Research into the connection between vitamin D-insuffiency, sarcopenia and the frailty-syndrome based on a sample of the Berlin Aging Study II (BASE-II)
Author(s) Spira, Dominik
Place of birth: Grünstadt
1. Referee Prof. Dr. med. E. Steinhagen-Thiessen
Further Referee(s) Priv.-Doz. Dr. med. R. Lenzen-Großimlinghaus
Prof. Dr. med. M. Pirlich
Summary In this thesis the connection between vitamin D-insufficiency, sarcopenia and frailty-syndrome has been examined. Vitamin D-insufficiency is common in germany regardless of age but has an even higher prevalence in the elderly. Sarcopenia describes the age-associated and functional relevant loss of muscle mass -following some definitions also muscle strength- whereas the frailty-syndrome is a multidimensional syndrome leading to negative outcomes such as heightened mortality. The hypothesis was that vitamin D-insufficiency favors the incidence of sarcopenia as well as frailty and that sarcopenia is a key factor in the development of the frailty-syndrome. Vice versa it could be imagined that frailty with limited mobility could lead to vitamin d-insuffiency due to reduced time spent outside and limited sun exposure.
360 community-dwelling participants of BASE-II aged 61 to 84 took part in the examinations. Serum level of vitamin d was determined via direct chemoluminescence immunoassay and muscle mass for diagnosing sarcopenia was measured using a DEXA-scan. Frailty was assessed with the frailty-index after Fried et al. and the five frailty criteria weight loss, exhaustion, physical activity, gait speed and weakness were determined via anamnesis, questionnaires, geriatric assessment and grip strength measurement.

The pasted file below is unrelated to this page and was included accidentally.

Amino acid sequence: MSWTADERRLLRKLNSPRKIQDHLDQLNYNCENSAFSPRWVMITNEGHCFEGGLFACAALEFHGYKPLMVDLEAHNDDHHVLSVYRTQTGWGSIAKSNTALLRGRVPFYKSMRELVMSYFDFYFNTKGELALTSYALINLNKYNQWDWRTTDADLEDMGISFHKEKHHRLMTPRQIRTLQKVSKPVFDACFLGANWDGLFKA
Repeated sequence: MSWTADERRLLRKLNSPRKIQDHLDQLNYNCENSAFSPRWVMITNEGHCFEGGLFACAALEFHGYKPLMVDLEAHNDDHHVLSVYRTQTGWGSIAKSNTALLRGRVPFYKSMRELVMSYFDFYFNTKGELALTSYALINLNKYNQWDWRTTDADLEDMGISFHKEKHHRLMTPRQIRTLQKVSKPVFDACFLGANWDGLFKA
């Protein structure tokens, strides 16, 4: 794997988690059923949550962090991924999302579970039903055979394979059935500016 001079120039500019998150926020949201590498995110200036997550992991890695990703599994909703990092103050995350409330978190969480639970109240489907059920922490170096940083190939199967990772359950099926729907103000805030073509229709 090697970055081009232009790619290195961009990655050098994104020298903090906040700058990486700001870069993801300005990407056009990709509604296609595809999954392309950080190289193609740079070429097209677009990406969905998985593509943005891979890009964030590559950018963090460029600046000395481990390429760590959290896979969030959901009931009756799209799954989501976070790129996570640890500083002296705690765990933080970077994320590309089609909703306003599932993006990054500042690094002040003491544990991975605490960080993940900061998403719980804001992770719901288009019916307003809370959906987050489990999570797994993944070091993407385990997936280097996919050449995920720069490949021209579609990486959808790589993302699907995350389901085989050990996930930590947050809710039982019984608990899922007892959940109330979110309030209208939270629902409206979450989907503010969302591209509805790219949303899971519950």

The expected high prevalence of vitamin d-insufficiency was confirmed in the BASE-II-sample (69,7%). The prevalence of sarcopenia (19,5% women, 15,5% men) lies in the middle compared to other studies whereas the prevalence of frailty (1,1%) was considerably lower compared to other studies presumably due to a lower mean age.
The further analyses showed no correlation between vitamin d-level, sarcopenia and frailty. The variance of values of the skeletal muscle mass-index used for measuring sarcopenia could only very little be explained by age and physical activity as possible factors of influence. Furthermore the influence of skeletal muscle mass and age on frailty showed to be less than ten percent. These findings diminish the hope that a single factor like vitamin d will serve as a predictor for sarcopenia and frailty-syndrome which may offer options for prevention and treatment. Beyond that sarcopenia may not be the key factor in the pathogenesis of frailty as commonly considered. It can be assumed that sarcopenia and notably frailty are highly multifactorial conditioned and therefore the identification and emphasis of separate pathophysiological relevant factors may be a difficult task.
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